In the absolute concentration method, a standard amount of bacteria is inoculated in a solid medium such as LJ containing different concentrations of the antibiotic. The lowest drug concentration that inhibits bacterial growth (less than 20 colonies in 4 hours) is defined as resistance criteria. (28).

Resistance Ratio Method
This method is similar to the absolute concentration method and is the ratio of the drug MIC for the tested strain to the MIC for the standard H37RV strain performed under the same conditions (29).

Conventional Phenotypic Methods in Liquid Medium
Using liquid media instead of solid media reduces the cultivation time from 8-12 weeks to 3-7 weeks. These environments can also be stored for longer periods at room temperature (30).

BACTEC 460 TB SYSTEM Radiometric Method
The culture medium used in the radiometric method is 7H12 (12A) medium. Mtb metabolize palmitic acid containing radioactive carbon in this medium and release CO2-labeled gas in the upper part of the culture medium (31). This gas is collected and measured by a semi-automatic device called the BACTEC 460 TB SYSTEM. Determining the amount of radioactive carbon in CO2, the growth rate of Mtb is accurately determined. This growth rate is called the GI index, which indicates a positive mycobacterial culture if it is 10 or more (32).

Mycobacterial Growth Indicator Tube (MGIT) Method
This method uses modified Middlebrook 7H9 with a fluorescent extinguishing oxygen sensor mounted at the end of the tube. In addition to the compounds in the 7H9 environment, it contains a mixture of antimicrobial agents such as PANTA (polymyxin, amphotericin, nalidixic acid, trimethoprim and azlocillin) to prevent the growth of gram-positive and gram-negative bacteria. The consumption of oxygen in the fluorescence medium and the detection of this light in the presence of UV lamps is a reason for the growth of Mtb in the tube (34).

Versa TREK Method
This method uses modified Middlebrook 7H9 with a mixture of antimicrobial agents such as PVNA (polymyxin, vancomycin, nalidixic acid, and azlocillin). This method is capable of simultaneously identifying mycobacterial growth and drug sensitivity to first-line drugs by measuring changes in oxygen consumption (35-36).

Modern Phenotypic Methods
These methods include mycobacteriophage expressing luciferase, colorimetric methods, and nitrate reduction test.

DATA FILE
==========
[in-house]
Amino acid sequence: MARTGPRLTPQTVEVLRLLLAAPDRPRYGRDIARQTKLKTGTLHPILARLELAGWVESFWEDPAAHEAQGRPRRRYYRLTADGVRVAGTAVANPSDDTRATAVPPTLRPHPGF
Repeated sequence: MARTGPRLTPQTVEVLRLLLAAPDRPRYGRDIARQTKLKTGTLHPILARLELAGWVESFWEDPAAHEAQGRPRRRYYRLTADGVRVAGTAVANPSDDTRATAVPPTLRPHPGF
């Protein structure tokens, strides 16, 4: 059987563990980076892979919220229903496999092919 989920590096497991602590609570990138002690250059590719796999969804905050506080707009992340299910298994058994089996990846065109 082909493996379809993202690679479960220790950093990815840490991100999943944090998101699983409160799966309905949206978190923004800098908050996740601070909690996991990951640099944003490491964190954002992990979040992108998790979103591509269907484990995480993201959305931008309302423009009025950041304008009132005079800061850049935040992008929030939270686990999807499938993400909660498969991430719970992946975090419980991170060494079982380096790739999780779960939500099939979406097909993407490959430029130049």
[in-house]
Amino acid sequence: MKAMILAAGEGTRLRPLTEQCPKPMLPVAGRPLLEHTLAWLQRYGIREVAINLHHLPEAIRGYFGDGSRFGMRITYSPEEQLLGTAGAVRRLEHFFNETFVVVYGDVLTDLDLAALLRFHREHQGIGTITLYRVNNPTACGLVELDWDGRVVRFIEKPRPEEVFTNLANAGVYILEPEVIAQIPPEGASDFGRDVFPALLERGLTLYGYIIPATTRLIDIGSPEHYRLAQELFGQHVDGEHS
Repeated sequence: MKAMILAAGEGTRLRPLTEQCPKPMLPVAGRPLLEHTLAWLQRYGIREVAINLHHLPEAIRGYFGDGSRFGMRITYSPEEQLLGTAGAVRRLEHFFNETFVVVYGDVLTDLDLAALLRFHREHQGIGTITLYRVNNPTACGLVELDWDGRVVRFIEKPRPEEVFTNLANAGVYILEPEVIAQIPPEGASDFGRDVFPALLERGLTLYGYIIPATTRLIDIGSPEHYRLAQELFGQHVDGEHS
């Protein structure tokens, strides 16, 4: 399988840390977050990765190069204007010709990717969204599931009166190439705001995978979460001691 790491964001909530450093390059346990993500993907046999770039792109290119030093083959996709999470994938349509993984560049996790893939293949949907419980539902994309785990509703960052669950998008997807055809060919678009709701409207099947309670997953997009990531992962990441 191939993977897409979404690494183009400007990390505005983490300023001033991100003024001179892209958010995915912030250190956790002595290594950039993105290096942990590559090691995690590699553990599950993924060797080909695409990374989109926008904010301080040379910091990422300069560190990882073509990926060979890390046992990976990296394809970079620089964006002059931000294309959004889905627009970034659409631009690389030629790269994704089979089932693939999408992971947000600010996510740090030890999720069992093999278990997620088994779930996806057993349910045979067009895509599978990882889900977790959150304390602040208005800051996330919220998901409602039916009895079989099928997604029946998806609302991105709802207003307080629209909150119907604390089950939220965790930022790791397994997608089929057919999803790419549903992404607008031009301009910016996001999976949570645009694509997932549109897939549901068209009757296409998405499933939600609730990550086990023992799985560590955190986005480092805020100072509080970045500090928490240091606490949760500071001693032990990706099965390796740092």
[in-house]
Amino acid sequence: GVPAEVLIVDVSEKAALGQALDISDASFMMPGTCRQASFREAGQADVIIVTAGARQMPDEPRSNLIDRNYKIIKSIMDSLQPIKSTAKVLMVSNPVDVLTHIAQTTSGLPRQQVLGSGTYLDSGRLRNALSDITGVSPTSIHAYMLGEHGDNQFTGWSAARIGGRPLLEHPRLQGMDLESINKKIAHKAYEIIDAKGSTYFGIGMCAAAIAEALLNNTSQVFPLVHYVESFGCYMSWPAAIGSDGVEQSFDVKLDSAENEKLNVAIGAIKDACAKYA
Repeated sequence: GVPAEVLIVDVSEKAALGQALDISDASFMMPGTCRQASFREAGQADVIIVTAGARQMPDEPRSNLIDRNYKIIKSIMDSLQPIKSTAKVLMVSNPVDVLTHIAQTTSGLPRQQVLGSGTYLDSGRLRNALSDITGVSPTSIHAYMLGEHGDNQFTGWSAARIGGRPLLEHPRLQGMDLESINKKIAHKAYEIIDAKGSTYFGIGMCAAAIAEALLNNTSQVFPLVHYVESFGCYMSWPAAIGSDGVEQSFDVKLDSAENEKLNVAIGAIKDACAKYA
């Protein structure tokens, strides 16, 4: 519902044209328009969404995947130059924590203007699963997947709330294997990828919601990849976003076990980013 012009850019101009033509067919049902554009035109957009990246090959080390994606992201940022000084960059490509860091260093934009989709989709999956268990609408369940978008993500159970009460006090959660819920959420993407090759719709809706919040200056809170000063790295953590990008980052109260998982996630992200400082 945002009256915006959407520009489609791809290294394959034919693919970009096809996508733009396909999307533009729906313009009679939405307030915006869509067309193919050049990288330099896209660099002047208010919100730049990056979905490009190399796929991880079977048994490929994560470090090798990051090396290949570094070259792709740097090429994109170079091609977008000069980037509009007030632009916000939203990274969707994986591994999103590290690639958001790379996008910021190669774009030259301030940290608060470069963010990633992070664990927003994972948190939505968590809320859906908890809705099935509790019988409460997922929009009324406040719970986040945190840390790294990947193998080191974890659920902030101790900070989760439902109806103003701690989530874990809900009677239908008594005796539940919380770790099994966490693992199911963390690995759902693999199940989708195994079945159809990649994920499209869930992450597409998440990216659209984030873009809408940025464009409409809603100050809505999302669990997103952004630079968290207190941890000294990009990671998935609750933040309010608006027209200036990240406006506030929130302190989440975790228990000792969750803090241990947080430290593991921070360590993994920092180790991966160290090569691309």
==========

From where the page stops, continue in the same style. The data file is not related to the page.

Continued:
Genotypic Methods for the detection of MDR-TB resistant strains
Molecular methods are capable of detecting genes that are effective in generating drug resistance and resistance-related mutations in Mtb target genes. Using these methods, the results are obtained within 1 to 2 days and can be directly applied to smear positive sputum isolates and other clinical specimens.

Amplification Refractory Mutation System (ARMS)
ARMS-PCR is a simple and rapid method for identifying point mutations, restriction fragment length polymorphisms (RFLPs) or small deletions during DNA fragment sequencing (46). This method is also called allele-specific PCR or PCR amplification of specific alleles (PASA).

DNA-Sequencing Method
DNA sequencing is the most widely used genotypic method for detecting drug resistance, especially first-line TB drugs in Mtb. Sequencing is the most accurate and reliable method for mutation detection and is used as the gold standard method (49).

PCR-Single Stranded Conformation Polymorphism Analysis (SSCP)
PCR-SSCP is a simple and rapid method that can be used to determine the presence or absence of a mutation in a specific region of DNA based on the pattern of DNA migration in the gel. As a rapid screening tool, it has high accuracy in the detection of drug resistance, especially in MDR-TB cases (51).

PCR-restriction Fragment Length Polymorphism
The PCR-RFLP method is a simple, rapid, and inexpensive method used to detect changes in one or more codons found in drug resistant and mutation sequences (53).